M’sia suspends permanent Restricted Area over Pasir Gudang; Spore withholds rolling out Seletar Airport landing systems [TODAY Online]

The meeting was arranged to address the recent bilateral disputes.

TODAY Online


Malaysia has suspended the permanent Restricted Area established over Pasir Gudang in Johor Baru, while Singapore has shelved the implementation of the Instrument Landing Systems (ILS) at Seletar Airport.

The “simultaneous and immediate” suspension — for one month in the first instance — was announced on Tuesday (Jan 8) following a “positive and constructive” meeting between Foreign Minister Vivian Balakrishnan and his Malaysian counterpart Saifuddin Abdullah.

The two officials agreed that the transport ministers from both countries should meet soon for discussions on the Restricted Area and the ILS procedures to “ensure the safety and efficiency of civil aviation”, a joint press statement said.

Tuesday's meeting was arranged to address the recent bilateral disputes. Last month, the Singapore Government made a strong protest against Malaysia's move to expand its Johor Baru port limits into Singapore's territorial waters off Tuas, saying it violates sovereignty and international laws. Malaysia's government vessels have also been repeatedly intruding Singapore's waters, and in response, Singapore extended its port limits off Tuas.

Malaysia has protested that Singapore's plan to implement the ILS procedures at Seletar Airport will encroach into its airspace and hamper development in Pasir Gudang town.

On the maritime dispute over the port limits, the two countries agreed to set up a working group headed by Singapore’s Permanent Secretary (Foreign Affairs) Chee Wee Kiong and Malaysia’s foreign ministry secretary-general Muhammad Shahrul Ikram Yaakob.

The group, which will report to the countries’ foreign ministers within two months, will “study and discuss the legal and operational matters in order to de-escalate the situation on the ground, and provide the basis for further discussions and negotiations”, the statement said.

The statement reiterated both countries’ commitment to preserving their vital relationship and to improving bilateral ties, “on the basis of equality and mutual respect”. Singapore and Malaysia also agreed on the importance of keeping the ground situation calm in order to “allow discussions to take place in a conducive atmosphere”.

Speaking at a joint press conference, Dr Balakrishnan said: "Brother Saifuddin from Malaysia and I had a very positive, constructive and very necessary meeting… I’m glad to be able to report that we’ve arrived at some agreements. And we’ve also, just as importantly, reaffirmed our commitment to strengthening the vital relationships between Malaysia and Singapore, and also to improve bilateral ties on the basis of equality and mutual respect."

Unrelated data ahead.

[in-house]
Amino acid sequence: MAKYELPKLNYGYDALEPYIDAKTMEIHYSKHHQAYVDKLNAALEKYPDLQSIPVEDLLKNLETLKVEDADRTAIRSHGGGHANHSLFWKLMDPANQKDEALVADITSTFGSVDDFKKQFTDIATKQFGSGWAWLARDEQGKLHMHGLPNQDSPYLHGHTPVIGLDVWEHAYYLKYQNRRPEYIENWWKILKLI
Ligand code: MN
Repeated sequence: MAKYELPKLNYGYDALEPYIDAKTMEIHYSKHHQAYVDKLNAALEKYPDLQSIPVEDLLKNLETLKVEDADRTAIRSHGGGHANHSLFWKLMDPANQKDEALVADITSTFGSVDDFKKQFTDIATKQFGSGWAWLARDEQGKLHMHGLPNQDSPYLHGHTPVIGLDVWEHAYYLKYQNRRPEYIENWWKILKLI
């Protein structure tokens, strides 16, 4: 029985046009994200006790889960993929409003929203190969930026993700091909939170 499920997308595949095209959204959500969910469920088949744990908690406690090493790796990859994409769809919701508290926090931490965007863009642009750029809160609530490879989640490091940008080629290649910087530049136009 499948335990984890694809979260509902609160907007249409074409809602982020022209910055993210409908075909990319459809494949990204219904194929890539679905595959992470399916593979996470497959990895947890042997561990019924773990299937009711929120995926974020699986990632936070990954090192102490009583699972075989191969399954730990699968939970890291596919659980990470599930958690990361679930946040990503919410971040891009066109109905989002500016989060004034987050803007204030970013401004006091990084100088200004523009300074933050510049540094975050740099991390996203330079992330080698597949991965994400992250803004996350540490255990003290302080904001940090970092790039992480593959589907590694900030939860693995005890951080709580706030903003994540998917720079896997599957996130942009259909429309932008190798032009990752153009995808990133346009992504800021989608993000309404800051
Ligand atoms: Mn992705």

He reiterated that both countries "will always be close and permanent neighbours". "That is a geographical fact. It is essential that we always have a constructive and cooperative bilateral relation," he said.

Describing the meeting as "very cordial, very friendly", Mr Saifuddin echoed Dr Balakrishnan's sentiments on bilateral ties. "We have a long history of good relations. And there is only one way to go forward and that is to become stronger in our ties and improve our relations," he said. 

He added: "The measures we have agreed upon are positive and they are constructive steps towards calming the situation on the ground. We believe this will provide a conducive environment for both countries to find mutually agreeable solutions to our bilateral issues." 

On Jan 1, Singapore's Ministry of Transport (MOT) raised its concerns with Malaysia regarding the establishment of the permanent Restricted Area, which took effect the next day, saying that the move has an “adverse impact on civil aviation with Malaysia”. This was the latest development in the spat between both countries over territorial waters and airspace.

In recent weeks, Singapore and Malaysia’s transport agencies and officials have been involved in a public exchange of words.

Last month, Malaysia’s transport minister Anthony Loke said that Malaysia wants to reclaim Singapore’s “delegated airspace” over Southern Johor, saying there are concerns over sovereignty and national interest.

Singapore's Transport Minister Khaw Boon Wan responded that Malaysia seemed to be using a “technical excuse” to change airspace arrangements in Southern Johor. This arrangement was agreed upon more than 40 years ago by both countries and other regional states, and it was approved by the International Civil Aviation Organisation.

Source: TODAY Online

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